The AARP, which is pushing for CVPS to return $21 million to ratepayers as a result of a bailout in the early 2000s, said testimony Wednesday revealed that Gaz Metro, Green Mountain Power’s parent company, was always prepared to pay that money.

  • Neil Mortensen

    Could we get some clarification here? In VTDigger’s Thursday article, Jim Dumont of the AARP said testimony revealed that Gaz Metro was always prepared to pay the money, implying that they were always fine with paying the $21 million directly to ratepayers. Is the quote in today’s article from a redacted email written by Ms. Brochu to Mr. Reilly where that assertion comes from? If so, without further context from the email, it seems pretty clear they always planned on offering an alternate proposal that would satisfy the repayment requirement. I’m not sure what plan they’re discussing in that email from the quote provided, but it sure sounds like it could be the renewable energy proposal they’ve made.

  • Tom Pelham

    There’s so much wrong here.

    The orginal deal was very clear. A merger would trigger the commitment to return the $21 million extracted from ratepayers by the Public Service Board to bail out CVPS, including it’s shareholders, from bankruptcy. Now, the utility oligarchy, GMP/Gaz Metro (possibly with our elected leaders and utility regulator in tow) say they have a surrogate plan to keep this commitment and if they don’t get their way, the merger will die (and CVPS shareholders won’t make their 50% profit from the transaction, worth over $147 million to these shareholders)

    Now, Gaz/Metro insists they must keep control of the $21 million to invest it as Gaz/Metro chooses in energy efficiency. It’s notable that the Public Service Board recently increased the charge on ratepayers to support an increase in Efficiency Vermont’s budget to $40 million, so ratepayers are “investing” generously in efficiency.

    This brinksmanship by GMP/Gaz Metro likely portrays the type of treatment Vermonter’s can expect as our oligarchy of utilities merge to a monopoly and use their consolidated power to push around ratepayers and seduce our politicians and our electric utility regulator.

    Let’s take this example as a forwarning. Vermonters should support the efforts of AARP and Rep’s Browning, Komline, Poirier and Pearson and urge them to not blink. If the commitment to ratepayers is not kept, let the merger die. I feel bad for CVPS shareholders, should this happen, but why should they win over $147 million ($12 per share gain times $12.33 million shares outstanding) while ratepayers lose their $21 million.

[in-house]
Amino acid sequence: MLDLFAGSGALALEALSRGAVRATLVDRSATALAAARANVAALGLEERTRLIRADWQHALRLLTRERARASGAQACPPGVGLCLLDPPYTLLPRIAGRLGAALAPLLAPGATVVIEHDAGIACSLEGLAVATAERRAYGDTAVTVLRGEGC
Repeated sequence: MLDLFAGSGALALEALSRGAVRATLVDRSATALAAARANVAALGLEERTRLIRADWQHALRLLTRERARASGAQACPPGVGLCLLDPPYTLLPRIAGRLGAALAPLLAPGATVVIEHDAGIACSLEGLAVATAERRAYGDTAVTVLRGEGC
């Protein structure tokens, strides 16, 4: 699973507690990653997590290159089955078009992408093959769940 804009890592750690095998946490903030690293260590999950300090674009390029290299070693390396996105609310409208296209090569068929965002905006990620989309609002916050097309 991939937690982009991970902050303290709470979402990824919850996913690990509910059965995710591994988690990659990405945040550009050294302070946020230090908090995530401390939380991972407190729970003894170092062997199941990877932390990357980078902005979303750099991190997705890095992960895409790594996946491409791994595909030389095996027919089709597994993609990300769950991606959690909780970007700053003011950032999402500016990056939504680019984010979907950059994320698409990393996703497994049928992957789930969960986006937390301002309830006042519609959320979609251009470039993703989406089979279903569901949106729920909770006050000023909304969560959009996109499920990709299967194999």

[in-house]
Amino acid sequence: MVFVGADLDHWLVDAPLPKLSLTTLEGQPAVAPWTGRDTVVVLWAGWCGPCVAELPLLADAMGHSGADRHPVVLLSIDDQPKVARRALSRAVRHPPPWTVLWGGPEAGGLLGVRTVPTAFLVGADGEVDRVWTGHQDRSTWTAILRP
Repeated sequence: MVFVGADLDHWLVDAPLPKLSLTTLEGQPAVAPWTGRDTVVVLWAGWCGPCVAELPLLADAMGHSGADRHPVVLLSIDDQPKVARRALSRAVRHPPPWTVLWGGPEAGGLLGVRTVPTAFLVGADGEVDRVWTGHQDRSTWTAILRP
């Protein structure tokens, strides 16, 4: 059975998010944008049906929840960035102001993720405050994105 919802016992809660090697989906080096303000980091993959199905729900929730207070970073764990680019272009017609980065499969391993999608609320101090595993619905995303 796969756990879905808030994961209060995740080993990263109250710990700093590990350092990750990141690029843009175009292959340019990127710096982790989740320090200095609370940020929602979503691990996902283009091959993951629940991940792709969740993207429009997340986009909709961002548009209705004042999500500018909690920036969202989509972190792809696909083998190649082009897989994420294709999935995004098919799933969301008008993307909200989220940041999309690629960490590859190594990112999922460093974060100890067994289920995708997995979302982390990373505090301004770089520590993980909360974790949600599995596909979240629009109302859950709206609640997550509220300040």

• Dan Maxon

    I doubt this is the position the utilities take with the bankers who loan them money.

  • John Groton

    It’s time for that Neal Lunderville guy to step in and convince his company GMP of what is right for Vermonters. He won’t let them rip us off.

  • Doug Hoffer

    To extend Mr. Pelham’s argument, what does this tell us about how the new majority owner will manage VELCO?

    To all those who reacted in shock to the proposal by Senators Illuzzi, Ashe, and Galbraith that VELCO become a quasi-public entity I urge you to reconsider your position.

    • Wendy Wilton

      Doug, perhaps for the first time I totally agree with you! Vermonters need some sort of check and balance on the utility monopoly that is about to be created, and I support the VELCO ownership concept.

  • Chuck Kletecka

    A direct cash payback may mean an over $4 million windfall for CVPS’s largest customer, OMNYA. Much better if that money goes to current customers who truly need it.

    • That would be Omya you are referring to. Are you saying Omya is not a current CVPS customer?

  • Alex Barnham

    Who will enforce the law, the contractual agreements, the good faith? Not the consumer and certainly not the courts. Perhaps not until we have lost everything and then it will be too late. Wall Street is full of this type of theft. Read this article about Greg Smith who is leaving Goldman Sachs because of their dishonesty.

    If what he says is true, we need to hear and learn from it. If what he says is not true, he will be in jail. I don’t think he will go to jail.

    Greg Smith: a Stanford education, a Goldman vice-presidency. He was not, after all, a pauper who rose through the company’s ranks from the mail room, only to become disillusioned once he reached its highest floors.

    The New York Daily wrote March 24, 2012 7:44 AM